Sunday, November 09, 2008

The Best You Can Deliver

I'm looking forward to January's release of the latest book on strengths from The Gallup Organization, titled Strengths Based Leadership.

Gallup developed the impactful StrengthsFinder tool a number of years ago after decades of research into why people and companies are successful, and books such as Now, Discover Your Strengths and StrengthsFinder 2.0 have unpacked some key strategies on how to develop talents into strengths while honing skills and applying insights from various experiences. Marcus Buckingham, a Gallup alum who co-authored Now, Discover, has continued to contribute to the strengths revolution with books such as Go Put Your Strengths to Work.

For the past three years, as a strengths coach certified by Gallup, I have sought to apply the tools and insights from the StrengthsFinder material with coaching clients I have served. But as I connect with leaders at all levels, I continue to be surprised by how little investment some still place into truly identifying and leveraging their strengths.

Too often individuals just sort of "fall into" careers and long to be doing something else because they have strayed from their key spheres of talent and passion. I not only see this in the business world, but in church ministries as well where people volunteer (or are volun-told) to take on a particular task that is painfully outside of what Scripture calls their spiritual gifts.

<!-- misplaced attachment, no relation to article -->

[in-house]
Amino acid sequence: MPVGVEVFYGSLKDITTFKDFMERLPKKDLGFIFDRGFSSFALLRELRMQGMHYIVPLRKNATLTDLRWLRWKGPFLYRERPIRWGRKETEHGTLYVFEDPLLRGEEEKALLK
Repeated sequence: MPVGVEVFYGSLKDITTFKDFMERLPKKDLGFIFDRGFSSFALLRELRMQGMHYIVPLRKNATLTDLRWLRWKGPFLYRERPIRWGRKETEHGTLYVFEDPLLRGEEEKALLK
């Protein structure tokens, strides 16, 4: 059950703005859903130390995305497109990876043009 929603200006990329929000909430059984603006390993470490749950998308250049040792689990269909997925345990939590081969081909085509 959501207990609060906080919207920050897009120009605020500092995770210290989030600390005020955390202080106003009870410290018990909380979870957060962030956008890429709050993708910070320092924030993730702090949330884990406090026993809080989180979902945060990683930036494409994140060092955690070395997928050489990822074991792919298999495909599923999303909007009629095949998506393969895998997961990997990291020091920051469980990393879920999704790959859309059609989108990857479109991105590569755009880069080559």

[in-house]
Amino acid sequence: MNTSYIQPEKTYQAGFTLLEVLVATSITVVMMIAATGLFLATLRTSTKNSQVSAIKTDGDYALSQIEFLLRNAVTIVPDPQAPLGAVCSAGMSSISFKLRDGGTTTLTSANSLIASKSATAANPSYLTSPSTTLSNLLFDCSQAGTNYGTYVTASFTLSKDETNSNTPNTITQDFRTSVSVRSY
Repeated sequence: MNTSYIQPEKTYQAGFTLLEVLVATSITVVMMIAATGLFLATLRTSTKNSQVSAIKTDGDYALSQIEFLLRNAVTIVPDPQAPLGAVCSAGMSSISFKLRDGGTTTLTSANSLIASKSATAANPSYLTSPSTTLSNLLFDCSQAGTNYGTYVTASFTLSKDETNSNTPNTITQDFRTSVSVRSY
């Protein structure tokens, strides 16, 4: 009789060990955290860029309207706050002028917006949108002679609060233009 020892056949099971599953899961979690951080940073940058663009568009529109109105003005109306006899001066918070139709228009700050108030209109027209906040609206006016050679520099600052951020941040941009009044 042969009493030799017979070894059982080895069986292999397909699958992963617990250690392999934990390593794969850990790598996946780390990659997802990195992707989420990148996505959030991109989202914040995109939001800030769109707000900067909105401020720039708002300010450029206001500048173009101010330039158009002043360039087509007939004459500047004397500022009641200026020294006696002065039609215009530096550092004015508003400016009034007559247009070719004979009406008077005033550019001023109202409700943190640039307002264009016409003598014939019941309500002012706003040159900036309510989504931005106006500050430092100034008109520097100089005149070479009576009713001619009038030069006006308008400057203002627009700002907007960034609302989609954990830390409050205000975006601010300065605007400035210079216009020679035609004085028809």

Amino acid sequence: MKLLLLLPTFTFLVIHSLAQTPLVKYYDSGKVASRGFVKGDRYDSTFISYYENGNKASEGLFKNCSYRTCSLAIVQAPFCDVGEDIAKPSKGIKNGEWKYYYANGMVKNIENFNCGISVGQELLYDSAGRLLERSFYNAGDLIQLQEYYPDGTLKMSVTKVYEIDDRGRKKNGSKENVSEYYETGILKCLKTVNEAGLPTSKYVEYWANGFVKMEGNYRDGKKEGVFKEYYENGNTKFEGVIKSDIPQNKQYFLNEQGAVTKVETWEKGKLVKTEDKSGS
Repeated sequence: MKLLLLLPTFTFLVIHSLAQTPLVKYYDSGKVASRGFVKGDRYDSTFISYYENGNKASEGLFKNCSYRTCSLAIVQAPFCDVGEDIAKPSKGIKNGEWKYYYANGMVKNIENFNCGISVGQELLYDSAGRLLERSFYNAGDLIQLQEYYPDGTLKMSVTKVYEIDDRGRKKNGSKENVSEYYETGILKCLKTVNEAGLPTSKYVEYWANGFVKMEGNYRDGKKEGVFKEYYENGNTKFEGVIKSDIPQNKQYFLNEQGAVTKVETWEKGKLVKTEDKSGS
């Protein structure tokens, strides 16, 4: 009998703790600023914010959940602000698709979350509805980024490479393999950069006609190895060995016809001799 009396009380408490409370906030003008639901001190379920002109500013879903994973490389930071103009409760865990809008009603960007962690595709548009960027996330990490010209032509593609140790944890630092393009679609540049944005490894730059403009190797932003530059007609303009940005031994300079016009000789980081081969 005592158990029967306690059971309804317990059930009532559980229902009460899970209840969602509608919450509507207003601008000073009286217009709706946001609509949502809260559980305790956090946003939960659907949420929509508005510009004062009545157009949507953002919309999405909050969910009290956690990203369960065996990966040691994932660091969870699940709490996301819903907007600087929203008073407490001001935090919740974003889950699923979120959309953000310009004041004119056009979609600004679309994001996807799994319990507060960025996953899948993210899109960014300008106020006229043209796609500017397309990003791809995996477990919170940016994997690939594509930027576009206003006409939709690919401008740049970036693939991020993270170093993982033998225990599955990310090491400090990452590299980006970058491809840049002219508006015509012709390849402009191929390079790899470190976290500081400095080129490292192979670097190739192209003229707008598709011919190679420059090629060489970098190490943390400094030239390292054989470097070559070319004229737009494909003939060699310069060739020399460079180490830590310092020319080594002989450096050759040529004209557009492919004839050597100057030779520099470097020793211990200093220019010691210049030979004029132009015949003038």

Circumstances do call for us to sometimes tackle projects, solve problems or invest in relationships that stretch us beyond our focal points of talent. However, intentional living and working can make these the exception rather than the rule; if we're always struggling to succeed, we are likely in the wrong fit. Even in the right job staying true to strengths can be swimming against the tide, for the intensity around productivity and immediate results that infects nearly all organizations today makes it very tempting to do what is expedient rather than what is best. Fear trumps focus.

I have found I can better navigate complexity and myriads of choices and demands by keeping things simple, attempting to look at all opportunities through the grid of my core strengths and determine how I can leverage them in order to meet any challenge. I've grown more savvy and content with what I can say yes to as well as opportunities I should not pursue.

To know and apply one's strengths is to not be all things to all people, but to offer the best things only you can deliver to those who need your unique contributions the most.


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